The same goes for that subset of films in which interstellar expeditions are mounted to find rare commodities or ingredients. Many people were annoyed at the plot of AVATAR being driven by a quest for a substance giving the snidely lazy name “unobtainium”; your author, by contrast, was annoyed by the fact that the rest of the galaxy is made out of the same sort of stuff as our solar system, and that an interstellar expedition to find this MacGuffinite would almost certainly be more expensive than just making it one atom at a time in a particle accelerator.

Conversely, no matter how desperate and grinding a science fiction dystopia gets, there is always, it seems, a surplus of capital to be devoted to high-tech fighting arenas, elaborate costumes, futuristic robot-police and high-speed snow-piercing trains. The worst example of this is found in the MAD MAX films, which posit a world in which oil is more precious than gold, but also in which the main leisure activity consists of driving ferociously around the outback in cars and trucks with very poorly-tuned engines. In reality, a world where oil is more precious than gold would feature much less thrilling forms of transport, like pack animals or bicycles.

Even the rebooted BATTLESTAR GALACTICA, justly celebrated for its gritty and dark sf vision, still scores badly in this regard. If an army of sexy robots is pursuing the desperate remnant of humanity through interstellar space, the desperate remnant of humanity is going to run out of fuel first, simply because the sexy robots don’t need to waste resources on air, food, gardens or overheated political intrigues which exactly mirror those of 2000s America. Unless, of course, the sexy robots are squandering their budget on bikini waxes, facial peels and hair salons. It’s worth noting that BSG is one of the only shows to even address this problem, in an episode which focuses on an industrial dispute on the fleet’s “refinery”, but it’s also worth noting that this was a really embarrassingly bad episode which seemed to be constructed from the writers’ high-school memories of Cannery Row rather than any knowledge of actual workplace relations.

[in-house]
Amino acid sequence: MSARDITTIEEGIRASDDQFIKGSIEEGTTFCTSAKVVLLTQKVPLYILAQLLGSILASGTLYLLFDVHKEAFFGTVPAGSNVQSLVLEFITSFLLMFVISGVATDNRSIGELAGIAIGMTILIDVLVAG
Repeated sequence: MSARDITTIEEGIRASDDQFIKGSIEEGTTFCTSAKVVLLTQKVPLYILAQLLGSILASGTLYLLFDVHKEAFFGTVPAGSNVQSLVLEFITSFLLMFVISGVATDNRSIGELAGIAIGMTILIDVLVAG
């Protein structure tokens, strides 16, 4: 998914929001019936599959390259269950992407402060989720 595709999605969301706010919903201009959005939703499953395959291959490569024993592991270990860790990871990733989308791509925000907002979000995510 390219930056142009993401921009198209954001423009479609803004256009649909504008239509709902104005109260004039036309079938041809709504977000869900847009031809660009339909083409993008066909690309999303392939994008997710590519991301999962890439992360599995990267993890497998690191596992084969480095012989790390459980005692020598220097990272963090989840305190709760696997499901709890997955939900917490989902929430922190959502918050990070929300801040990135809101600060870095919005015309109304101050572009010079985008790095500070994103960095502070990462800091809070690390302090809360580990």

Perhaps the flaws in these fantastic universes are echoes or dim reflections of the wealthy parts of a global economy, in which the labour done to produce iPhones and cheap clothes is kept from our sight, in which the effects of our own real energy economy are having permanent effects on climate and which, as a society, we seem hopelessly unable to grapple with. Either that, or they are the symptom of one man devoting his own surplus energy to ruining his own ability to enjoy harmless, escapist entertainment. I hope it’s the latter.

MIKE LYNCH, SYDNEY

An early steampunk-themed storyboard for THE MATRIX. Neo (centre); Trinity (lower right); evil AI, tending human-powered battery pods (lower left); concentrated human woes, etc. The telephone system of Melbourne . Wood engraving, engraved by F A Sleap. Published 1 September, 1890, Melbourne, by David Syme & Co. State Library of Victoria, accession no. IAN01/09/90/8.

An early steampunk-themed storyboard for THE MATRIX. Neo (centre); Trinity (lower right); evil AI, tending human-powered battery pods (lower left); concentrated human woes, etc.The telephone system of Melbourne. Wood engraving, engraved by F A Sleap. Published 1 September, 1890, Melbourne, by David Syme & Co. State Library of Victoria, accession no. IAN01/09/90/8.